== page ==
Medication Errors and Write-ups
- 0Nov 13, '09 by skittlebearI have several friends at work who have had "write ups" for medication errors (1 was major...giving too much insulin and one of the others was forgetting to administer a Vitamin). At my facility, if you get 3 write ups you are fired!
I can understand the insulin error, but we are all human and make mistakes, especially when we are understaffed as we so often are. I would better understand an incident report being filled out for a medication error, especially if it wasn't a serious error...but to be written up over a multivitamin? I'm not going to mention the other errors but these nurses have come forward to our supervisors as they should do, called the doctor, and received a write-up the next day.
Is this standard? Just curious.
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- 4Nov 13, '09 by GoldenhareNot standard where I was most recently. What would be the point of being punitive? If a mistake was made, it was reported to the supervisor and or attending if very serious. It would SOMETIMES be documented as an incident, but that report was used to improve the system, and try to pinpoint and problems. We were not written up.
- 2Nov 13, '09 by Virgo_RNI've screwed up a few times, but have never (knock on wood) been "written up". I have been spoken to about my mistakes, and if necessary, incident reports filed. The incident reporting system is not meant to be punitive, but to help with systems improvement to prevent similar mistakes/problems in the future.
- 2Nov 13, '09 by meandragonbrettCurrently work in a unit where med errors receive a formal written warning. I think it's ridiculous. Since when do we punish somebody for making a med error? Writing somebody up for making a med error is NOT going to make it not happen again.
- 1Nov 13, '09 by loriangel14 GuideWhere I work incident reports are filed out if a serious med error occurs but they are more used for tracking purposes and punitive action is not taken(although I guess if it was really serious they may take action). I have reported minor errors to my charge and she has told me to not worry about doing an incident report, I think once I missed a Tylenol.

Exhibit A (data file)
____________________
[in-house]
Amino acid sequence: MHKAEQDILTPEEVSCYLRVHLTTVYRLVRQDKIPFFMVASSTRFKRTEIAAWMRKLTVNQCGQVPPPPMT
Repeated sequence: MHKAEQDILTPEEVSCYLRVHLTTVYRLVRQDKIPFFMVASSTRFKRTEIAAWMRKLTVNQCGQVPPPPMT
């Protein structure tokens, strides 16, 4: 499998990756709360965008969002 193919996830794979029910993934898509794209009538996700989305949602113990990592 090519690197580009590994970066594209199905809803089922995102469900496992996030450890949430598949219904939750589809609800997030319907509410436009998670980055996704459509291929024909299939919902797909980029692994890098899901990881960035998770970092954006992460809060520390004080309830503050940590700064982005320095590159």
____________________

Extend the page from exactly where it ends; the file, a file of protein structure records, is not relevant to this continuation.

- 8Nov 13, '09 by htrnMed errors are not supposed to be punative but it depends on where you work. I have worked at facilities that view all med errors as systems errors and the nurse is in no way punished for the error (unless it was blatent neglegence on her part.) I have work at other places that have done the 3 strikes and your out - even today they still have this policy. The problem is, all medications errors need to be investigated to improve the process to make the system better. Of course the hospitals that have the punitive policy have fewer med errors - because they are not reported unless they can't get around reporting it. I would be the non-punative hospitals have more "reported" med errors but not nearly as many "actual" med errors at other places.
- 0Nov 13, '09 by Vito AndoliniPunitive is wrong.
A good way to handle an error is to ask the doc to give you an order to cover what you gave or didn't give. "Hold multivit today"
"Give multivit at 2100 with food" (some people get nausea if taking meds on upset stomach)
See? That will cover a lot of errors and is often used when the error caused no harm.
- 10Nov 13, '09 by MichiganI disagree regarding having Dr. write order to cover the error. If the med was given or missed prior to the order, then a med error occurred. An order after the fact does not change the timeline. However, I also disagree about med errors as a reason for firing- unless there is pattern or very far from normal. Med errors should be used to track why the error occurred and find / solve the problem to prevent another.
- 2Nov 13, '09 by Virgo_RNTo be honest, an incident report over a multivitamin does seem a bit extreme. On the other hand, if there is a pattern of missed medications, or a real problem with med errors at your facility, then the missed multivitamin fits into the overall picture, so I could see how it would be included.